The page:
While sympathetic neuroblastomas were first described by Marchand, in 1891, as being derived from neural structures, it was not until 1910 that they were established as a separate and distinct clinical entity by the histologic observations of Wright.1 Since that time many cases have been reported and much information has accumulated regarding their clinical picture and prognosis.
They are neurogenic in origin and are sometimes referred to as neuroblastomas or sympathoblastomas. Two disease syndromes have been described. The first, described by Pepper,2 emphasized the adrenal origin, with early metastases in the liver, and the early age at which the tumor appears. The second type, which was described by Hutchinson,3 occurred somewhat later. There were metastatic lesions in the skull, orbits and long bones. A moderate degree of anemia was present.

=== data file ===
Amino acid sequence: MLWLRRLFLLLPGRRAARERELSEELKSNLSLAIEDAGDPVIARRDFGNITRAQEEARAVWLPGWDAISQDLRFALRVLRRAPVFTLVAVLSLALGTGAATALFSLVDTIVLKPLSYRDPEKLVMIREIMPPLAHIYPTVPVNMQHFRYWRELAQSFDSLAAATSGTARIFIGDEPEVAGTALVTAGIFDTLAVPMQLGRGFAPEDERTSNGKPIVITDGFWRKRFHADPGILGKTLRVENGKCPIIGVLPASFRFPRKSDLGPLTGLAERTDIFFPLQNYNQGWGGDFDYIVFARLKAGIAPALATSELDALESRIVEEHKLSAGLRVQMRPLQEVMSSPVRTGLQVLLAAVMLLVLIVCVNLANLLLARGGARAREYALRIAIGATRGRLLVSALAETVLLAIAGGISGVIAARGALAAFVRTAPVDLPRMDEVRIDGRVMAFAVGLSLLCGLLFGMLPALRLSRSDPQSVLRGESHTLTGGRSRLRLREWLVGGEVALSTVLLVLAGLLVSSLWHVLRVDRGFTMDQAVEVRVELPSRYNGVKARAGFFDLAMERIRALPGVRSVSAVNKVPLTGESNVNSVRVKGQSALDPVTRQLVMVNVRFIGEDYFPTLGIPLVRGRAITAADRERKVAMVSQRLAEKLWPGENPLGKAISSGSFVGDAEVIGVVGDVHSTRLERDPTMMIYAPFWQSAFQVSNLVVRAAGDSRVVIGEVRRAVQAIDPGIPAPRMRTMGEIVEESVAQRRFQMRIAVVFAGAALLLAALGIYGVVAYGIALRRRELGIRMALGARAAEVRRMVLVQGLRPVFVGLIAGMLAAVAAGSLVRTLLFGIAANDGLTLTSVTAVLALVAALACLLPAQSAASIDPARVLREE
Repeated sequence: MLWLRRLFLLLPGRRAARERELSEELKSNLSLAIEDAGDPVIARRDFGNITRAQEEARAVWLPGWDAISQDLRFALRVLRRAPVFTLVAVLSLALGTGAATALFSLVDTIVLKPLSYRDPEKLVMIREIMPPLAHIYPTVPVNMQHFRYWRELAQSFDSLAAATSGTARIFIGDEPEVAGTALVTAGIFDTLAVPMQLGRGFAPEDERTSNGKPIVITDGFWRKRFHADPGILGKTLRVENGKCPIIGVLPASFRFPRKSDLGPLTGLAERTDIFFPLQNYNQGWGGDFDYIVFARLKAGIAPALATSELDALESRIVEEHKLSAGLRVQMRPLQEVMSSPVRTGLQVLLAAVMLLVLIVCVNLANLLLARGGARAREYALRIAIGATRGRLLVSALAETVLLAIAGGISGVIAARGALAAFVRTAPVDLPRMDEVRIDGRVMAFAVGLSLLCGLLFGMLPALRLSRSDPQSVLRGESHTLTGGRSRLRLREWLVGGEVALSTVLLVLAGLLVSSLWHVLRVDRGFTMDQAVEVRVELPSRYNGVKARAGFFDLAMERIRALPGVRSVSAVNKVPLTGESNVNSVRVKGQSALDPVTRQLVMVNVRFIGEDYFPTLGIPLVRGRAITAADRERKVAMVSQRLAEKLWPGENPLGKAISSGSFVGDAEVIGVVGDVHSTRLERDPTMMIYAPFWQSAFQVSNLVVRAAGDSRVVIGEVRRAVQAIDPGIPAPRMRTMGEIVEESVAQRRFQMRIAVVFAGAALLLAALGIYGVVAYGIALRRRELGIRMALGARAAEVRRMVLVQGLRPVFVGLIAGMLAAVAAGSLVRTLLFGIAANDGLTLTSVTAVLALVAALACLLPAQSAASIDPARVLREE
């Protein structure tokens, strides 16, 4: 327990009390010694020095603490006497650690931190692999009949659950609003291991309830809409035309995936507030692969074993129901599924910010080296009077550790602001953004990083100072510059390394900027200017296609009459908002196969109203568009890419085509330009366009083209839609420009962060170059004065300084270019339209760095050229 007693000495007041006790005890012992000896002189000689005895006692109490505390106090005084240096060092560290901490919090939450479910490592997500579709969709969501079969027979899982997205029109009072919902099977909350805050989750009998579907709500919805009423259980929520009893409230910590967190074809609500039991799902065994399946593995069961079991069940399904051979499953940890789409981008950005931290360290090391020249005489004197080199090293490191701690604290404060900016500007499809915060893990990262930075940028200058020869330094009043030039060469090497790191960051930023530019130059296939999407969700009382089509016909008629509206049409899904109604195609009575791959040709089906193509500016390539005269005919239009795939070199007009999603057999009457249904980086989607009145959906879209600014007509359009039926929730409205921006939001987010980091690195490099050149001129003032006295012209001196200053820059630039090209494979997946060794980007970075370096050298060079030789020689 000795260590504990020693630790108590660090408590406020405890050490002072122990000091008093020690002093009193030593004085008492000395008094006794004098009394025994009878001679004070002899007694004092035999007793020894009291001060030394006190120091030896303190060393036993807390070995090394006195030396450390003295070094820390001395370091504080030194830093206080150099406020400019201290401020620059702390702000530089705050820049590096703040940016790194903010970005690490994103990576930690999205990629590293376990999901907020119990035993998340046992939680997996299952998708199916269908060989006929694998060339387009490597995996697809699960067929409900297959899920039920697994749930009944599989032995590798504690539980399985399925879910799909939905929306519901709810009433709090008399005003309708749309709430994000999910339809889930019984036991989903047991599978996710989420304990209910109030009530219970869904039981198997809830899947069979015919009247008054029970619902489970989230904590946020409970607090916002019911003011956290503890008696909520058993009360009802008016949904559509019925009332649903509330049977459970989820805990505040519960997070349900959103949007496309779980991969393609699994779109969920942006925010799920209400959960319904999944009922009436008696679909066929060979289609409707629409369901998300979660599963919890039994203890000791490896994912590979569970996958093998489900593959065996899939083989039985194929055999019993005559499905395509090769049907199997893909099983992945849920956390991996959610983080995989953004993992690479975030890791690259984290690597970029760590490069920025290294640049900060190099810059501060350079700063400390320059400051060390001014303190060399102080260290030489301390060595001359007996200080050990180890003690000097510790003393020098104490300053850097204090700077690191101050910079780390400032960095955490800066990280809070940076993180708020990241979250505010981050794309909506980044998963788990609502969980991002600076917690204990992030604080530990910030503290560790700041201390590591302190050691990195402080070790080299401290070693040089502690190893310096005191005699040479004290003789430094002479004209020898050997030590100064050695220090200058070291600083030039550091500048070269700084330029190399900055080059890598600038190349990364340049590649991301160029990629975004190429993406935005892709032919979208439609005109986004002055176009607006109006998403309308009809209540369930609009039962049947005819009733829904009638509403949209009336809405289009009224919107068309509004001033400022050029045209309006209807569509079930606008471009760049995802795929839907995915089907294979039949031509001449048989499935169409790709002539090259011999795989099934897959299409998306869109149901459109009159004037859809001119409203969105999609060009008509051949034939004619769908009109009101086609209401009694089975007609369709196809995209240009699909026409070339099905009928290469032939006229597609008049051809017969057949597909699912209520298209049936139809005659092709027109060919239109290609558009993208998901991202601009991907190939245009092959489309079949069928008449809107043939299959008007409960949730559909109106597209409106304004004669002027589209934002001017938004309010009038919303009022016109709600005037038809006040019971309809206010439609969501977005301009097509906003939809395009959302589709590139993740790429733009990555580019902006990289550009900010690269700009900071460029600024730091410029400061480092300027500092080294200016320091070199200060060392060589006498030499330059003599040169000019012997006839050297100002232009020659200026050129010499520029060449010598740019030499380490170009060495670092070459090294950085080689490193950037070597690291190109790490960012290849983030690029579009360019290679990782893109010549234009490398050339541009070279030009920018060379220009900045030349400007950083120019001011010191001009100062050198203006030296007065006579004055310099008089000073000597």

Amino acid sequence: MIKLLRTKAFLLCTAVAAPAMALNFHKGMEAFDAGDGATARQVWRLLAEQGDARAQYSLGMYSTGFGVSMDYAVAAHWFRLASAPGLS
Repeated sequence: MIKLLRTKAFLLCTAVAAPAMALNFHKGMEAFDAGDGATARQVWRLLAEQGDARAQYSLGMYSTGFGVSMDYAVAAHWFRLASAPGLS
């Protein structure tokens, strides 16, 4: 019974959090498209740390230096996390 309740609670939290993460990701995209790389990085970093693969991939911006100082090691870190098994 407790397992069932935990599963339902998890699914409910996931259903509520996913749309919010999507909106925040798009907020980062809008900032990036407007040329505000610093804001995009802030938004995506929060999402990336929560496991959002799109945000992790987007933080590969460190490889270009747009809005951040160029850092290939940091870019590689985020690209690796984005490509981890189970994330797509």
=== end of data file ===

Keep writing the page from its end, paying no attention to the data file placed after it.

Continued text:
Later studies have shown not only that these two types overlap but that they are indistinguishable pathologically